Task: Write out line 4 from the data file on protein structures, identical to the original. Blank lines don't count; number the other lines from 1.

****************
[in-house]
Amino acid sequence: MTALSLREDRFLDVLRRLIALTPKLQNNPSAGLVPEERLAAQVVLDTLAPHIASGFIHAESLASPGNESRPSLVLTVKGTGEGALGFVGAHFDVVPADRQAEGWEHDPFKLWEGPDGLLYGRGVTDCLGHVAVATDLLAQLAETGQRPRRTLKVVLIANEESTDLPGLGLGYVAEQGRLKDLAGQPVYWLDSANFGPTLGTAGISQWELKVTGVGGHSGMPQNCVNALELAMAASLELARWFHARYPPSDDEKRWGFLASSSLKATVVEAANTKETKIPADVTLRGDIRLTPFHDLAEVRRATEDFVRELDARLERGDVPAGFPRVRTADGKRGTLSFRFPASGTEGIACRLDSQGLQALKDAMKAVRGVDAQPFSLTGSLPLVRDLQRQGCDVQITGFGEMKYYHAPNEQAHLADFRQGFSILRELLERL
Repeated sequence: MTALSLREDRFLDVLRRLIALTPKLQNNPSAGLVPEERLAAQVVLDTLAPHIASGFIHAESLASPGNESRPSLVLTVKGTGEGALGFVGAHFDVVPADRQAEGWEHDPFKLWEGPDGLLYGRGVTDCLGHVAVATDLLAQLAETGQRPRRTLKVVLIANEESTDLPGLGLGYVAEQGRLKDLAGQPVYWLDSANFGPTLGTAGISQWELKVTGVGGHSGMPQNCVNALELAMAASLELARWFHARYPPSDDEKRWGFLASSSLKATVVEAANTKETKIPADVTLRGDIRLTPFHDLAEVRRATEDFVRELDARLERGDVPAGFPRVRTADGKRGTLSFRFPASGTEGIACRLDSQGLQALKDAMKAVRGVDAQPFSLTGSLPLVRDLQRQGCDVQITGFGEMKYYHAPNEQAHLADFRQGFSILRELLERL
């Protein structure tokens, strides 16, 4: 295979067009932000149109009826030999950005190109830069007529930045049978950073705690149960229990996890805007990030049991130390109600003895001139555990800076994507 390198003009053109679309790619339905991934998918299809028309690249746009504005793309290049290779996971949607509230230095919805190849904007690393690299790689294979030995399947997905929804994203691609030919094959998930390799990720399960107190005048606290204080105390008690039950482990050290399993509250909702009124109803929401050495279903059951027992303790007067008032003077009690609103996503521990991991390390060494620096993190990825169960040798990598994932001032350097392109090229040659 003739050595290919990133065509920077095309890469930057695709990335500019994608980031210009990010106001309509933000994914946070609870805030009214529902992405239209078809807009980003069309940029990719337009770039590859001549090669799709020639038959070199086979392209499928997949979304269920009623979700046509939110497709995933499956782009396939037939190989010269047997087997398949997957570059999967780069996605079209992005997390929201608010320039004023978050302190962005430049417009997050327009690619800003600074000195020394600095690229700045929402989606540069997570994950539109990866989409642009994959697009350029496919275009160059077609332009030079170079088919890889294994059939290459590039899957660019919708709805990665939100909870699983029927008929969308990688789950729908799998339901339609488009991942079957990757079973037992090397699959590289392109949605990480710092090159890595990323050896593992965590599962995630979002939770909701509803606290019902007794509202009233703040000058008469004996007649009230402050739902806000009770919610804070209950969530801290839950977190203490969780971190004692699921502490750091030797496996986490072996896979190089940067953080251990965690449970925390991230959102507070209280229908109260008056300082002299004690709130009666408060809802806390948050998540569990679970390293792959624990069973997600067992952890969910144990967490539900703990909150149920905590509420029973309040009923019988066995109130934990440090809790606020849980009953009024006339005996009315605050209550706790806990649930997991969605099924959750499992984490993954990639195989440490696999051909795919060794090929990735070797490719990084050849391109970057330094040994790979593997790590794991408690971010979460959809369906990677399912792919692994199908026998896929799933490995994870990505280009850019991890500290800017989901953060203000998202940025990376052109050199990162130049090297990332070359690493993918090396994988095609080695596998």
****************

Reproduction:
């Protein structure tokens, strides 16, 4: 295979067009932000149109009826030999950005190109830069007529930045049978950073705690149960229990996890805007990030049991130390109600003895001139555990800076994507 390198003009053109679309790619339905991934998918299809028309690249746009504005793309290049290779996971949607509230230095919805190849904007690393690299790689294979030995399947997905929804994203691609030919094959998930390799990720399960107190005048606290204080105390008690039950482990050290399993509250909702009124109803929401050495279903059951027992303790007067008032003077009690609103996503521990991991390390060494620096993190990825169960040798990598994932001032350097392109090229040659 003739050595290919990133065509920077095309890469930057695709990335500019994608980031210009990010106001309509933000994914946070609870805030009214529902992405239209078809807009980003069309940029990719337009770039590859001549090669799709020639038959070199086979392209499928997949979304269920009623979700046509939110497709995933499956782009396939037939190989010269047997087997398949997957570059999967780069996605079209992005997390929201608010320039004023978050302190962005430049417009997050327009690619800003600074000195020394600095690229700045929402989606540069997570994950539109990866989409642009994959697009350029496919275009160059077609332009030079170079088919890889294994059939290459590039899957660019919708709805990665939100909870699983029927008929969308990688789950729908799998339901339609488009991942079957990757079973037992090397699959590289392109949605990480710092090159890595990323050896593992965590599962995630979002939770909701509803606290019902007794509202009233703040000058008469004996007649009230402050739902806000009770919610804070209950969530801290839950977190203490969780971190004692699921502490750091030797496996986490072996896979190089940067953080251990965690449970925390991230959102507070209280229908109260008056300082002299004690709130009666408060809802806390948050998540569990679970390293792959624990069973997600067992952890969910144990967490539900703990909150149920905590509420029973309040009923019988066995109130934990440090809790606020849980009953009024006339005996009315605050209550706790806990649930997991969605099924959750499992984490993954990639195989440490696999051909795919060794090929990735070797490719990084050849391109970057330094040994790979593997790590794991408690971010979460959809369906990677399912792919692994199908026998896929799933490995994870990505280009850019991890500290800017989901953060203000998202940025990376052109050199990162130049090297990332070359690493993918090396994988095609080695596998």